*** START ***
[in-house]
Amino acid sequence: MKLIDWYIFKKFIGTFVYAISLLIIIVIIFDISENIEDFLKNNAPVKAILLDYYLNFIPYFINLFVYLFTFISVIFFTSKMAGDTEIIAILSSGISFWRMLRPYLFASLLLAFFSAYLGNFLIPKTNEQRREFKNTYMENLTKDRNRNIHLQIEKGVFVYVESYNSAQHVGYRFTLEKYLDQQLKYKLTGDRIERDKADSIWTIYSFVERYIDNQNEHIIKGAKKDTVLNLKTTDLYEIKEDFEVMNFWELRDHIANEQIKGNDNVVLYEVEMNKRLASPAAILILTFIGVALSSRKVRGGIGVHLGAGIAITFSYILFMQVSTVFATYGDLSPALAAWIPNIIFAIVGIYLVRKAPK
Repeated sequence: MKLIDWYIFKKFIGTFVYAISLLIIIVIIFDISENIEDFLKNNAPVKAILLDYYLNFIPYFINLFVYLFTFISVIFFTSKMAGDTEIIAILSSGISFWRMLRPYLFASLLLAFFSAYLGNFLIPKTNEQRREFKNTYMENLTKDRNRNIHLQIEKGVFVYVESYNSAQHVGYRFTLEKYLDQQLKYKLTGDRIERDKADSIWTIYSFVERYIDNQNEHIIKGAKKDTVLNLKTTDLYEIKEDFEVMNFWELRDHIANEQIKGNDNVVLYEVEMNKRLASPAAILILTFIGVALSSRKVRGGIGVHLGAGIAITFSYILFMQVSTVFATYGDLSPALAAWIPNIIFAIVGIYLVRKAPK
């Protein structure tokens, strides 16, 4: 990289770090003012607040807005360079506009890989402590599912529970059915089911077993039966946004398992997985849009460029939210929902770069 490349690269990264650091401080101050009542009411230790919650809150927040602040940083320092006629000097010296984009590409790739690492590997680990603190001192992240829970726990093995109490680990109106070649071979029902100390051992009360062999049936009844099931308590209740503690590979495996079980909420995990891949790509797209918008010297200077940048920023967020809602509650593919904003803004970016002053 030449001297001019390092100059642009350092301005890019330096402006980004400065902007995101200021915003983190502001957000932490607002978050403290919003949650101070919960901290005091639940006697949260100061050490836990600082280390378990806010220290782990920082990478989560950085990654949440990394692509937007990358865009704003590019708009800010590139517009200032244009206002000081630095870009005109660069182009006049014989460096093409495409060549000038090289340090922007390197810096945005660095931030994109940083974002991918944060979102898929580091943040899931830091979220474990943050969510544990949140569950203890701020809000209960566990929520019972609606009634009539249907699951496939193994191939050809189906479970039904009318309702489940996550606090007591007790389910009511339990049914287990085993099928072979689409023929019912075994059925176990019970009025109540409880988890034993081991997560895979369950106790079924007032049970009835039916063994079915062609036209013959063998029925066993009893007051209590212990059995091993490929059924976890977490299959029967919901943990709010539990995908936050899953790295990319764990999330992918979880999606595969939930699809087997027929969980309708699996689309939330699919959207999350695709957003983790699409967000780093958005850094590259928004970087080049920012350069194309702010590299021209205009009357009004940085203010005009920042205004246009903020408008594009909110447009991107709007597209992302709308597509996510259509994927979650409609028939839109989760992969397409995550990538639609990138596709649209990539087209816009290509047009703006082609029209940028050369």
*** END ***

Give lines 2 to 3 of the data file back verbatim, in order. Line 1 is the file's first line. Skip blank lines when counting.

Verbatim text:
Amino acid sequence: MKLIDWYIFKKFIGTFVYAISLLIIIVIIFDISENIEDFLKNNAPVKAILLDYYLNFIPYFINLFVYLFTFISVIFFTSKMAGDTEIIAILSSGISFWRMLRPYLFASLLLAFFSAYLGNFLIPKTNEQRREFKNTYMENLTKDRNRNIHLQIEKGVFVYVESYNSAQHVGYRFTLEKYLDQQLKYKLTGDRIERDKADSIWTIYSFVERYIDNQNEHIIKGAKKDTVLNLKTTDLYEIKEDFEVMNFWELRDHIANEQIKGNDNVVLYEVEMNKRLASPAAILILTFIGVALSSRKVRGGIGVHLGAGIAITFSYILFMQVSTVFATYGDLSPALAAWIPNIIFAIVGIYLVRKAPK
Repeated sequence: MKLIDWYIFKKFIGTFVYAISLLIIIVIIFDISENIEDFLKNNAPVKAILLDYYLNFIPYFINLFVYLFTFISVIFFTSKMAGDTEIIAILSSGISFWRMLRPYLFASLLLAFFSAYLGNFLIPKTNEQRREFKNTYMENLTKDRNRNIHLQIEKGVFVYVESYNSAQHVGYRFTLEKYLDQQLKYKLTGDRIERDKADSIWTIYSFVERYIDNQNEHIIKGAKKDTVLNLKTTDLYEIKEDFEVMNFWELRDHIANEQIKGNDNVVLYEVEMNKRLASPAAILILTFIGVALSSRKVRGGIGVHLGAGIAITFSYILFMQVSTVFATYGDLSPALAAWIPNIIFAIVGIYLVRKAPK